Exposure to high levels of air pollution increases the risk of lung and heart disease and may precipitate an acute potentially life-threatening event. It can exacerbate asthma or other existing lung disease such as chronic obstructive pulmonary disease (COPD). Breathing polluted air can increase blood pressure; it can also precipitate an acute cardiovascular event such as heart attack or stroke in patients with known heart disease or those who are at risk of heart disease. Patients of heart disease are also at a risk of sudden cardiac death. 

 

AQI in the severe category not only affects those with underlying heart or lung disease, but also those who are healthy, who may experience cough or some breathlessness on exertion.

 

Air pollution also reduces performance of athletes and endangers their health as they are especially at a greater risk of inhaling toxic air pollutants.

 

Some physiological changes that occur during exercise may aggravate the harmful effects of air pollution on health. Breathing becomes faster and deeper during exercise or running. The increased respiratory minute ventilation means people inhale more of toxic pollutants. Changeover to mouth breathing from nasal breathing means the nasal filtration mechanism is bypassed. Exercise practice in polluted outdoor environment, over a period of 5 days, impairs nasal mucociliary clearance in young healthy amateur runners. (J Breath Res. 2016 Dec 21;10(4):046018). As a result of the reduced nasal mucociliary clearance, more air pollutants are absorbed instead of being cleared by the respiratory system (Br J Sports Med. 2001 Aug;35(4):214-22). Because of the increase in airflow velocity, pollutants travel much deeper into the airways, which further adds to the amount of pollutants inhaled.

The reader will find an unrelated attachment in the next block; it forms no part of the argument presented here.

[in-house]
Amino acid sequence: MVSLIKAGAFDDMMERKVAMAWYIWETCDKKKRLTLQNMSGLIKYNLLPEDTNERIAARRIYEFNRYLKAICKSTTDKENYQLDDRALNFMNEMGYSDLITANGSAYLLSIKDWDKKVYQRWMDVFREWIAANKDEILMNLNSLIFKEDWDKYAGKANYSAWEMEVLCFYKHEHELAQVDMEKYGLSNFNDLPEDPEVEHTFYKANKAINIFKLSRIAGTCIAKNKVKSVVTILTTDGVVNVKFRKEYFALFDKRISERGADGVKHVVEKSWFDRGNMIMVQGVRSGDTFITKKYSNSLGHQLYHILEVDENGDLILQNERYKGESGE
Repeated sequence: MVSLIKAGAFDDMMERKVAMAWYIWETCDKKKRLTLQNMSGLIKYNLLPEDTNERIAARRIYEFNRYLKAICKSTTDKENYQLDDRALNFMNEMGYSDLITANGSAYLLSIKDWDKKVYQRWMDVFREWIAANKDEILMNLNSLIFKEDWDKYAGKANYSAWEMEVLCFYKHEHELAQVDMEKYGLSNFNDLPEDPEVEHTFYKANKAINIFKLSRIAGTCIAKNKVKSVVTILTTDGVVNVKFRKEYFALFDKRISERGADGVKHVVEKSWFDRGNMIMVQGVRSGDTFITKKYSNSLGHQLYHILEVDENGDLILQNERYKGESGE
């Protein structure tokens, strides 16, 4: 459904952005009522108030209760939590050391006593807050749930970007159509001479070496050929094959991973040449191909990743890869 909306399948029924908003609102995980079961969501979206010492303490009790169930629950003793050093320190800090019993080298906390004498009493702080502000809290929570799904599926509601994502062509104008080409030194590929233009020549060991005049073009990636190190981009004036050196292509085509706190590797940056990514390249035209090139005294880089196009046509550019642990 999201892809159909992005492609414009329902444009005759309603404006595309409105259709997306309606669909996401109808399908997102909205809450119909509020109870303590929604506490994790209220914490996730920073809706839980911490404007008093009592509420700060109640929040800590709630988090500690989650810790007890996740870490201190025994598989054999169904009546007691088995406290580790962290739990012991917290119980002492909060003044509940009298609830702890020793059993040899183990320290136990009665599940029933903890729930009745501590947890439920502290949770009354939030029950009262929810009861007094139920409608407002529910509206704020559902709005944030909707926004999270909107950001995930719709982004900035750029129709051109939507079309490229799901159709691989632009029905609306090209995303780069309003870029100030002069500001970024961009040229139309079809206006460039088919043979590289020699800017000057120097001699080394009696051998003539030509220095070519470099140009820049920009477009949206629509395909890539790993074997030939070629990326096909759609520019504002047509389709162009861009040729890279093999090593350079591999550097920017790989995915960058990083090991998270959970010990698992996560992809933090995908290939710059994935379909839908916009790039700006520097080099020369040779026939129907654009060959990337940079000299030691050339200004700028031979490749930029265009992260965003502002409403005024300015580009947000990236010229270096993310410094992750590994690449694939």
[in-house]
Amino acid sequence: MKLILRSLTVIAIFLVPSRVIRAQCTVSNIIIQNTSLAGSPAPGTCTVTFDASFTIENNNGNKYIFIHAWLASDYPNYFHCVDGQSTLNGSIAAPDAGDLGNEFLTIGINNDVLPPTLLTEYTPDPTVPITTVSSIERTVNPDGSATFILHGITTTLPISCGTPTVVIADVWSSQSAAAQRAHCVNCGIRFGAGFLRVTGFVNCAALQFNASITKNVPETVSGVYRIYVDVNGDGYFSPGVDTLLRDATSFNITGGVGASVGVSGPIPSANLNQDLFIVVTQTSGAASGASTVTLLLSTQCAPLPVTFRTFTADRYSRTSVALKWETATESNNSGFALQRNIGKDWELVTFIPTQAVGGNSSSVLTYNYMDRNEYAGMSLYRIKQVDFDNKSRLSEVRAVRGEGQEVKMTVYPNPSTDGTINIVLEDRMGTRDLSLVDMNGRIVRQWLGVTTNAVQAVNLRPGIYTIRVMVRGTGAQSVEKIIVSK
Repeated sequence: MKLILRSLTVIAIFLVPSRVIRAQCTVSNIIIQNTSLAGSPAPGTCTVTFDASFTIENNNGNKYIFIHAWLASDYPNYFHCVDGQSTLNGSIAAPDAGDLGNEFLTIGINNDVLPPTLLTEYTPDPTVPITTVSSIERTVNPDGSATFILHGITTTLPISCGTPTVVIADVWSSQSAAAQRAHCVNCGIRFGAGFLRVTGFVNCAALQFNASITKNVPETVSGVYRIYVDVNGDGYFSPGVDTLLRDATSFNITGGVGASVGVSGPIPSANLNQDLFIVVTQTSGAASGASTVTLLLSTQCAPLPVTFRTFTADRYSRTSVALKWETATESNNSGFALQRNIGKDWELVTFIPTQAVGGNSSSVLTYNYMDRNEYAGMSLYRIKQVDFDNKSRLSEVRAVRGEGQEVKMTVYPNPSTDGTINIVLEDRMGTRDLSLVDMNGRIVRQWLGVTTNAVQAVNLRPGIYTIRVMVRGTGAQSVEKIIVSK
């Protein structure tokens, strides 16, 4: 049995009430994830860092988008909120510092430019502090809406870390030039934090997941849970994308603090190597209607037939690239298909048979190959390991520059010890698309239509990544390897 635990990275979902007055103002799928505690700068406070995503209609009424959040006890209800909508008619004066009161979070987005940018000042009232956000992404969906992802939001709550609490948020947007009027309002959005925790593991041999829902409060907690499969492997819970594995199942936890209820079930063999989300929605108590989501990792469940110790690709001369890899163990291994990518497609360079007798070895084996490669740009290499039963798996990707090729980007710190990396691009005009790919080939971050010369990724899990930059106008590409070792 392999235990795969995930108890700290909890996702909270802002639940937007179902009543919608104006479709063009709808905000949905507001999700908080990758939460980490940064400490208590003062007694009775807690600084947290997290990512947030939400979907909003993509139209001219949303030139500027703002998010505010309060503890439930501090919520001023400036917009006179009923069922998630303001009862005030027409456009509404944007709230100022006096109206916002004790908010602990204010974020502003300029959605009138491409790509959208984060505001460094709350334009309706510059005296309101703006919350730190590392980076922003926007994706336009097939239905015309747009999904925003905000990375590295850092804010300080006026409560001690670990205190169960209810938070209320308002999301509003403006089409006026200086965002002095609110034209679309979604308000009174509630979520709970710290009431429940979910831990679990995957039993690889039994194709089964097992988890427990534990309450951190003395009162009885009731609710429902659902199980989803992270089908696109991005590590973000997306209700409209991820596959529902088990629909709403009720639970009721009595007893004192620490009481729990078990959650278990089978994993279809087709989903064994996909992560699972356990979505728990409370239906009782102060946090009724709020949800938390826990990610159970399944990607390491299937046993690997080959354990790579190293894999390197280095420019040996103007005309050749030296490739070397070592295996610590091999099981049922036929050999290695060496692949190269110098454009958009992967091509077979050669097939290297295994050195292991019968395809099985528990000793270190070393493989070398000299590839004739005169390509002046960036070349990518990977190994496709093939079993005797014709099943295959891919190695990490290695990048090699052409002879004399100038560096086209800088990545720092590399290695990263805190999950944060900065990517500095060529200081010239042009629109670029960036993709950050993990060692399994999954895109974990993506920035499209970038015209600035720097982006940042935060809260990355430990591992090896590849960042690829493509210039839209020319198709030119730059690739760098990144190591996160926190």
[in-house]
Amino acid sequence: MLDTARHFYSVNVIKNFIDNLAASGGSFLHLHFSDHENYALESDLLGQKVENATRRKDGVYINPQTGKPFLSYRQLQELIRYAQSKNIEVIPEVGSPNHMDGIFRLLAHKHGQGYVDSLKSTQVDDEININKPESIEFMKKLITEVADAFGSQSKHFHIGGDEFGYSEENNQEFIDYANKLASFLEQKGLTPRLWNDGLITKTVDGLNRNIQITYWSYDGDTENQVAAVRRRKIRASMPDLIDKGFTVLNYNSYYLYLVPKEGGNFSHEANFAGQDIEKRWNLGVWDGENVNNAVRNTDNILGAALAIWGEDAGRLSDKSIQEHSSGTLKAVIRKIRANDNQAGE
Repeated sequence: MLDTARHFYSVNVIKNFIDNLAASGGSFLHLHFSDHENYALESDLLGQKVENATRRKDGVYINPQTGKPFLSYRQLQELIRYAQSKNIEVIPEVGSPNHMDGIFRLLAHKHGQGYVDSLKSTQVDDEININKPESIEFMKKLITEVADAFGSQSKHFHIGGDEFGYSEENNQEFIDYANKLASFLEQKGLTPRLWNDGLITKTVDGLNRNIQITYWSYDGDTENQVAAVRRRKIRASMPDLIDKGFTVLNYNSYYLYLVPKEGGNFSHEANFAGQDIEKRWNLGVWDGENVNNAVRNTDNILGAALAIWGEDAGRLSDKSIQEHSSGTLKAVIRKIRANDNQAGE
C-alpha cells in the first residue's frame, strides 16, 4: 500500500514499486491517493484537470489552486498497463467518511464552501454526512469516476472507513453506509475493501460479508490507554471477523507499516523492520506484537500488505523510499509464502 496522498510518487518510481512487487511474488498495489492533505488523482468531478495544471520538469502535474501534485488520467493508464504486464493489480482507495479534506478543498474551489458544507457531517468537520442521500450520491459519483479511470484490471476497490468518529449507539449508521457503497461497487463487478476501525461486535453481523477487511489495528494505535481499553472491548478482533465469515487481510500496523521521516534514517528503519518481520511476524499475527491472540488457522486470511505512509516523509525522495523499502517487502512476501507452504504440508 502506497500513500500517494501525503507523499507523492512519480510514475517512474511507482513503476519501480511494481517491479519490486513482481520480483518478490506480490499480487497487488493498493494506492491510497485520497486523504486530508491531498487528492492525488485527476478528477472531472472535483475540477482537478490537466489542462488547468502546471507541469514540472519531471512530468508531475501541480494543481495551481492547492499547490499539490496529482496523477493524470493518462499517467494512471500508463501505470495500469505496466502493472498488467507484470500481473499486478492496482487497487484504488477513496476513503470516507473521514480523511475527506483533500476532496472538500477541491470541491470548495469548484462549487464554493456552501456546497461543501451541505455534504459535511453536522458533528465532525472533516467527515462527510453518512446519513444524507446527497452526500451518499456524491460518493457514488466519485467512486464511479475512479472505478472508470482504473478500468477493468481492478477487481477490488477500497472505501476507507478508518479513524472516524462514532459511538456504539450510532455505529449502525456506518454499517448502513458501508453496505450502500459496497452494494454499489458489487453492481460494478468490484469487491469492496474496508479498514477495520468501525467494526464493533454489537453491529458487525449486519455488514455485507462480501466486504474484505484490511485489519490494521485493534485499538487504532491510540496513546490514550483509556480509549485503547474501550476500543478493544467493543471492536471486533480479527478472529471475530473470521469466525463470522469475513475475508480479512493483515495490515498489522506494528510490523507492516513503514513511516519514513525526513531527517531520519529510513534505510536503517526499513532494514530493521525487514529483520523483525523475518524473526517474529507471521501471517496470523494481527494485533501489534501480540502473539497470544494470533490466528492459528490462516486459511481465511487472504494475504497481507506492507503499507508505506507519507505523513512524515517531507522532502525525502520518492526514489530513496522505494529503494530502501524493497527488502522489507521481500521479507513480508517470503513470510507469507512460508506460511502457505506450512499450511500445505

Air pollution also has a significant negative effect on performance of the athletes. PM10 has a significant correlation with reduced performance in marathon runners. Under normal breathing conditions, PM10 is filtered through the nose. But, because of mouth breathing during exercise, PM10 is not removed and is instead inhaled in large amounts (Med Sci Sports Exerc. 2010 Mar;42(3):585-91).